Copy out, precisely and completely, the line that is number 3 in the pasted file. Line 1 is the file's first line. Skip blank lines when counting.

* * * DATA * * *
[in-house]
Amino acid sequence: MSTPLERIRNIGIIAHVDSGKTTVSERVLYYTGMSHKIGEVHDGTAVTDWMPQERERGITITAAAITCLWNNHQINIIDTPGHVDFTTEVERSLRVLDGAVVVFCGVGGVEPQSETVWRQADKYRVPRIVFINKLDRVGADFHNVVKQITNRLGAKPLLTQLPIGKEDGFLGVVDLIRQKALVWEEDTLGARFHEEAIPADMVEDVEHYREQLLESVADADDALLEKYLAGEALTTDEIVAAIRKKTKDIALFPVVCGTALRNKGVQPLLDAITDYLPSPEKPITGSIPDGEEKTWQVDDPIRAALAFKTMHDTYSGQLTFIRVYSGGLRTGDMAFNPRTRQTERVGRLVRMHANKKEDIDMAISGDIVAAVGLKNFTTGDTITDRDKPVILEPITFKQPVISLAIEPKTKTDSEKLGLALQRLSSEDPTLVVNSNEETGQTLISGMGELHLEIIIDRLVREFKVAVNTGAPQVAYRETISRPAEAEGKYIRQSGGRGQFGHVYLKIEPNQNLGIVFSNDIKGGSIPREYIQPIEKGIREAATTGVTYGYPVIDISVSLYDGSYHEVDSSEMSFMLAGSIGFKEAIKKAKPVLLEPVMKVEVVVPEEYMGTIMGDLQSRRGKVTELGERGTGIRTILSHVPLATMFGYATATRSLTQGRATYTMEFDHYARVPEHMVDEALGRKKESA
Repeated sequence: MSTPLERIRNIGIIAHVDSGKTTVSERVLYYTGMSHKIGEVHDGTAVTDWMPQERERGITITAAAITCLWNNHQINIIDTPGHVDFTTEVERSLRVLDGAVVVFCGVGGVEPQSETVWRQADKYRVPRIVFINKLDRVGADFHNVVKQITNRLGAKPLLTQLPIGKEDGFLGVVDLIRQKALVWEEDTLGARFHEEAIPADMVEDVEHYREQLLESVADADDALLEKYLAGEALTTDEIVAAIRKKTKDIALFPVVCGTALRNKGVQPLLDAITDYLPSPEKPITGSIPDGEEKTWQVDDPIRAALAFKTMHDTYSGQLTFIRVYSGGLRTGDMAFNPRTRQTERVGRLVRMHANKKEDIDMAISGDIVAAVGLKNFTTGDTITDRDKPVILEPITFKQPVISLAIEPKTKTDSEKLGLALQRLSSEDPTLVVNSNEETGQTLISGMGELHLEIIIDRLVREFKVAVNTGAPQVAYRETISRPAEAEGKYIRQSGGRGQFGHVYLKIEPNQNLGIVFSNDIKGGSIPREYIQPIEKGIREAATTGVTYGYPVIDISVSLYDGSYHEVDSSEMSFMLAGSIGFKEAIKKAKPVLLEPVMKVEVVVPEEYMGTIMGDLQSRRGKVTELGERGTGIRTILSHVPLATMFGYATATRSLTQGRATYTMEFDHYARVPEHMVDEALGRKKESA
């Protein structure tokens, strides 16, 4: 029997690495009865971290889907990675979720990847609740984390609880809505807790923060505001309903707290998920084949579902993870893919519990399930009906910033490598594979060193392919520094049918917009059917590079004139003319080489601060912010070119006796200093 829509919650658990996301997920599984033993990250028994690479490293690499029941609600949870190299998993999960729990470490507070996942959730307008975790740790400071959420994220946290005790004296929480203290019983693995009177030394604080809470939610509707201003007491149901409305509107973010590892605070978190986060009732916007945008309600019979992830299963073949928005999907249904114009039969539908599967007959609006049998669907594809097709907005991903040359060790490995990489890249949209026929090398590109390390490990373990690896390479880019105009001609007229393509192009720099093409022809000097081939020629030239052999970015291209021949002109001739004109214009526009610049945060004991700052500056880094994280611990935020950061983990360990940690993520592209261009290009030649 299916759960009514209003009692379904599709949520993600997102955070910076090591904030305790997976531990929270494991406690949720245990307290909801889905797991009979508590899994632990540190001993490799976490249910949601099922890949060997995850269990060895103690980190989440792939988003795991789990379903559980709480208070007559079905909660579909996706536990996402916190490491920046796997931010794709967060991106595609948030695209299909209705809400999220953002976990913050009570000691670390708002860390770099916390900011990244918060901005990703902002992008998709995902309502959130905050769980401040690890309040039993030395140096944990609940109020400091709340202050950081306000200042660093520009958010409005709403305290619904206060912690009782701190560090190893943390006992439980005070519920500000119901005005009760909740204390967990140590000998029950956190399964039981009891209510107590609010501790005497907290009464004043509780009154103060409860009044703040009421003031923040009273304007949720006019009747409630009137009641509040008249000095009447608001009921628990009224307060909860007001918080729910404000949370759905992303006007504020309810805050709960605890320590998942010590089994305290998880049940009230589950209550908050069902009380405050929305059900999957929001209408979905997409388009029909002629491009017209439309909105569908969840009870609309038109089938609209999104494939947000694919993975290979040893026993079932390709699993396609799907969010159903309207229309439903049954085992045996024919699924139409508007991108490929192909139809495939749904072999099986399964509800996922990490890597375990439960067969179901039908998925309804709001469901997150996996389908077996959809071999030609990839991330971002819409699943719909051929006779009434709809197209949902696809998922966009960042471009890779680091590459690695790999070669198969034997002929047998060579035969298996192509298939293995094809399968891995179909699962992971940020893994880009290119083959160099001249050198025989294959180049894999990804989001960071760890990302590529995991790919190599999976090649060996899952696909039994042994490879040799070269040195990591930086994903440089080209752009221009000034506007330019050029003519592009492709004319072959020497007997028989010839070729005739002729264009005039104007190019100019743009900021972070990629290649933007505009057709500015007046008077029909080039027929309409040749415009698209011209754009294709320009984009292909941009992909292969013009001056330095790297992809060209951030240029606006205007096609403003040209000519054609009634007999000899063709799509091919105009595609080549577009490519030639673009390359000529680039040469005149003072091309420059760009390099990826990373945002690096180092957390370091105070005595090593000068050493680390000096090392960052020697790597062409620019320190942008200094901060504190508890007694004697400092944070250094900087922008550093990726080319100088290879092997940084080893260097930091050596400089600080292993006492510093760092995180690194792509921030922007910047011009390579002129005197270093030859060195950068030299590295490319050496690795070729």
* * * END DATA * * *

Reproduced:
Repeated sequence: MSTPLERIRNIGIIAHVDSGKTTVSERVLYYTGMSHKIGEVHDGTAVTDWMPQERERGITITAAAITCLWNNHQINIIDTPGHVDFTTEVERSLRVLDGAVVVFCGVGGVEPQSETVWRQADKYRVPRIVFINKLDRVGADFHNVVKQITNRLGAKPLLTQLPIGKEDGFLGVVDLIRQKALVWEEDTLGARFHEEAIPADMVEDVEHYREQLLESVADADDALLEKYLAGEALTTDEIVAAIRKKTKDIALFPVVCGTALRNKGVQPLLDAITDYLPSPEKPITGSIPDGEEKTWQVDDPIRAALAFKTMHDTYSGQLTFIRVYSGGLRTGDMAFNPRTRQTERVGRLVRMHANKKEDIDMAISGDIVAAVGLKNFTTGDTITDRDKPVILEPITFKQPVISLAIEPKTKTDSEKLGLALQRLSSEDPTLVVNSNEETGQTLISGMGELHLEIIIDRLVREFKVAVNTGAPQVAYRETISRPAEAEGKYIRQSGGRGQFGHVYLKIEPNQNLGIVFSNDIKGGSIPREYIQPIEKGIREAATTGVTYGYPVIDISVSLYDGSYHEVDSSEMSFMLAGSIGFKEAIKKAKPVLLEPVMKVEVVVPEEYMGTIMGDLQSRRGKVTELGERGTGIRTILSHVPLATMFGYATATRSLTQGRATYTMEFDHYARVPEHMVDEALGRKKESA